We are listening, and we stand in solidarity with all who are actively driving efforts for change. see more
Ideas and actions — and the principles that guide us
By Maricarmen Smith-Martinez and Glenn Blumhorst
As Returned Peace Corps Volunteers, current and former staff, host country nationals, family, and friends, we uphold a commitment to creating a better world, one that promotes world peace and friendship. In this spirit, National Peace Corps Association envisions a united and vibrant Peace Corps community. We Stand Against Racial Injustice and affirm our commitment to empathy and justice — around the world, and here at home.
Yet in the midst of national unrest ignited by systemic injustice, a vision of unity and vibrance is not enough. We must take more concrete steps to ensure a diverse, equitable, and inclusive culture for all RPCVs and members of our community.
Evidence of racial inequity exists in many forms, and the COVID-19 pandemic has further exposed deep systemic problems in our country. Continued violence and police brutality against the Black community has ignited protests from coast to coast — and in scores of other countries. Economic insecurity, impacting tens of millions of Americans, disproportionately impacts people of color. Black Americans are dying at higher rates due to health disparities rooted in a problematic healthcare system. And while the ongoing struggle for racial equity and social justice resonates strongly with core Peace Corps values, Volunteers of color continue to share challenges of racism, bias, and exclusivity, describing experiences during recruitment, in service, and after returning home.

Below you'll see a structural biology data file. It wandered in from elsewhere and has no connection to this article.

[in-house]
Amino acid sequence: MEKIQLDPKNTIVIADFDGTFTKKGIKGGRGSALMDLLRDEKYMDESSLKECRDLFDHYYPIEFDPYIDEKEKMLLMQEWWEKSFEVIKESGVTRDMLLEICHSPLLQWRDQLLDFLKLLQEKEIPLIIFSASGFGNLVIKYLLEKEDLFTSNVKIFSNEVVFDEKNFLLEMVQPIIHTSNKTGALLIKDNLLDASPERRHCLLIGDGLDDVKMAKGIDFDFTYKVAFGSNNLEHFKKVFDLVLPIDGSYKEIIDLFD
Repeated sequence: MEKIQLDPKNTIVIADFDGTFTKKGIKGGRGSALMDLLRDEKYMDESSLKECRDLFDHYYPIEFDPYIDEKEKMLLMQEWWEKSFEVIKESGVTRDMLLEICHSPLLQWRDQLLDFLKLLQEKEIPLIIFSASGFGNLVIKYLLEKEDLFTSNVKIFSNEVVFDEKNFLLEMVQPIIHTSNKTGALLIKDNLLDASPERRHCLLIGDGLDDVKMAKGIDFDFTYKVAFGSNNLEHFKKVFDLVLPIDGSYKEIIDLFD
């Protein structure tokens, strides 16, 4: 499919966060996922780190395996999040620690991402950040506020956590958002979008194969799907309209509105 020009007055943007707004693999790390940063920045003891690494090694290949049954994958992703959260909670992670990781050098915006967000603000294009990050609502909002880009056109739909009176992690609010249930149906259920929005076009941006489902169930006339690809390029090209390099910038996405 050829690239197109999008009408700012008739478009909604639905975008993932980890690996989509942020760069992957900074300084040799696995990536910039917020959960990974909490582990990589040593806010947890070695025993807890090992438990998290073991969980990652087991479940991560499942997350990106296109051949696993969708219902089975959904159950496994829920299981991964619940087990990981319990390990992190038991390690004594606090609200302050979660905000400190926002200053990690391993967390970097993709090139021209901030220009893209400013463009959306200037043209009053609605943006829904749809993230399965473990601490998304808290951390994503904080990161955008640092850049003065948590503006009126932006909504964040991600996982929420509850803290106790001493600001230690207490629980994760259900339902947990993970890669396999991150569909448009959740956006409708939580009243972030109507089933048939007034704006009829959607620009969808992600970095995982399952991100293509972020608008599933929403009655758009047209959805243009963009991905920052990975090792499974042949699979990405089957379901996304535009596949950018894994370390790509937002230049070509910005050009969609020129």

It is humbling to acknowledge shortcomings, and it is difficult to change a system — but we will not succeed if we do not try. Inherent in this effort is the need for change within NPCA itself. Our staff and Board of Directors must consistently reflect the diversity we champion. Our programming must proactively incorporate values of diversity, equity, and inclusion.
Roadmap for the Future
To that end, the NPCA Board of Directors is charting a course for progress toward a more diverse and inclusive culture within our Board of Directors, our staff, and our Peace Corps community. We are developing a Diversity, Equity, and Inclusion (DEI) Framework with cross-cutting priorities across our strategic plan, addressing the need for systemic change not only within our organization but also within Peace Corps, in our membership and Affiliate Group Network, and in our global social impact.
As a starting point, the policy will serve to:
Ensure diversity and inclusion within the NPCA staff and Board.
Ensure training to improve the organization and the workplace, such as training to better understand unconscious bias.
Support efforts to help the Peace Corps be the best it can be and address racism and inequity within the institution.
Support efforts to empower members and affiliate groups to thrive by ensuring opportunity for diversity and inclusion at NPCA events such as Peace Corps Connect; enhancing outreach efforts to RPCVs and affiliate groups of color; and building capacity for the Affiliate Group Network to facilitate conversations about social justice and to mobilize members to take action.